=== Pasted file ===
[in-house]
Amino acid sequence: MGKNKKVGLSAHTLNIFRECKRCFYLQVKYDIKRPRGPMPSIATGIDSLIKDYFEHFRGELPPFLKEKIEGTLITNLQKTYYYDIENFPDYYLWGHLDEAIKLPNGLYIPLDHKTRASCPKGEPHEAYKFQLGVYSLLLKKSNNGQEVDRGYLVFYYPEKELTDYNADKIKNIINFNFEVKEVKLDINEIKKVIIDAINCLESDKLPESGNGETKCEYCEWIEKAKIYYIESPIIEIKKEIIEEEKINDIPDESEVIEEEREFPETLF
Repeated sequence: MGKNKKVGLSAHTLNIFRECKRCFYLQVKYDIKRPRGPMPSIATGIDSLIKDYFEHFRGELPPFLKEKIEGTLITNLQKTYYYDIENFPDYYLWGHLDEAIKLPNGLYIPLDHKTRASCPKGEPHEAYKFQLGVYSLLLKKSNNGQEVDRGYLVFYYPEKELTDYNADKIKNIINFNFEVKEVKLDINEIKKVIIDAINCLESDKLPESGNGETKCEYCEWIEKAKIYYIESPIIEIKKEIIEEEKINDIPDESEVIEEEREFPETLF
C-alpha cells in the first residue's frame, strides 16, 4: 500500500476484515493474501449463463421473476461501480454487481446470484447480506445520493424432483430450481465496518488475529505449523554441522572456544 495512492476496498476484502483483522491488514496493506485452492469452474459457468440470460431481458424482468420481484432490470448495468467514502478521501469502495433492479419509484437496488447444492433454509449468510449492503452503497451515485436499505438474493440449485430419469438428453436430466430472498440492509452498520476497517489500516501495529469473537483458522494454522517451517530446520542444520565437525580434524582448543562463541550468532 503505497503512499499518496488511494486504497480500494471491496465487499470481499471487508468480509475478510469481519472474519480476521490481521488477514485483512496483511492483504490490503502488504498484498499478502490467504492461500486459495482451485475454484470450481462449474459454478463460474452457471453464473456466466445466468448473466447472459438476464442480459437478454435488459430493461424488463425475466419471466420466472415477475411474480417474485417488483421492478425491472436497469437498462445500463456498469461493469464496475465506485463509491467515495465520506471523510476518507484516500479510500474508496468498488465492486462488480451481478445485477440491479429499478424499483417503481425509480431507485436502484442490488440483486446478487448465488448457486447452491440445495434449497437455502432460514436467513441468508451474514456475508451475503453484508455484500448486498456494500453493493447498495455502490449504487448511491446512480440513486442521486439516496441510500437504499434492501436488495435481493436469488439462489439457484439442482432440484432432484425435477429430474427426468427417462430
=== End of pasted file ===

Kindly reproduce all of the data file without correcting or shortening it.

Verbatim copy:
[in-house]
Amino acid sequence: MGKNKKVGLSAHTLNIFRECKRCFYLQVKYDIKRPRGPMPSIATGIDSLIKDYFEHFRGELPPFLKEKIEGTLITNLQKTYYYDIENFPDYYLWGHLDEAIKLPNGLYIPLDHKTRASCPKGEPHEAYKFQLGVYSLLLKKSNNGQEVDRGYLVFYYPEKELTDYNADKIKNIINFNFEVKEVKLDINEIKKVIIDAINCLESDKLPESGNGETKCEYCEWIEKAKIYYIESPIIEIKKEIIEEEKINDIPDESEVIEEEREFPETLF
Repeated sequence: MGKNKKVGLSAHTLNIFRECKRCFYLQVKYDIKRPRGPMPSIATGIDSLIKDYFEHFRGELPPFLKEKIEGTLITNLQKTYYYDIENFPDYYLWGHLDEAIKLPNGLYIPLDHKTRASCPKGEPHEAYKFQLGVYSLLLKKSNNGQEVDRGYLVFYYPEKELTDYNADKIKNIINFNFEVKEVKLDINEIKKVIIDAINCLESDKLPESGNGETKCEYCEWIEKAKIYYIESPIIEIKKEIIEEEKINDIPDESEVIEEEREFPETLF
C-alpha cells in the first residue's frame, strides 16, 4: 500500500476484515493474501449463463421473476461501480454487481446470484447480506445520493424432483430450481465496518488475529505449523554441522572456544 495512492476496498476484502483483522491488514496493506485452492469452474459457468440470460431481458424482468420481484432490470448495468467514502478521501469502495433492479419509484437496488447444492433454509449468510449492503452503497451515485436499505438474493440449485430419469438428453436430466430472498440492509452498520476497517489500516501495529469473537483458522494454522517451517530446520542444520565437525580434524582448543562463541550468532 503505497503512499499518496488511494486504497480500494471491496465487499470481499471487508468480509475478510469481519472474519480476521490481521488477514485483512496483511492483504490490503502488504498484498499478502490467504492461500486459495482451485475454484470450481462449474459454478463460474452457471453464473456466466445466468448473466447472459438476464442480459437478454435488459430493461424488463425475466419471466420466472415477475411474480417474485417488483421492478425491472436497469437498462445500463456498469461493469464496475465506485463509491467515495465520506471523510476518507484516500479510500474508496468498488465492486462488480451481478445485477440491479429499478424499483417503481425509480431507485436502484442490488440483486446478487448465488448457486447452491440445495434449497437455502432460514436467513441468508451474514456475508451475503453484508455484500448486498456494500453493493447498495455502490449504487448511491446512480440513486442521486439516496441510500437504499434492501436488495435481493436469488439462489439457484439442482432440484432432484425435477429430474427426468427417462430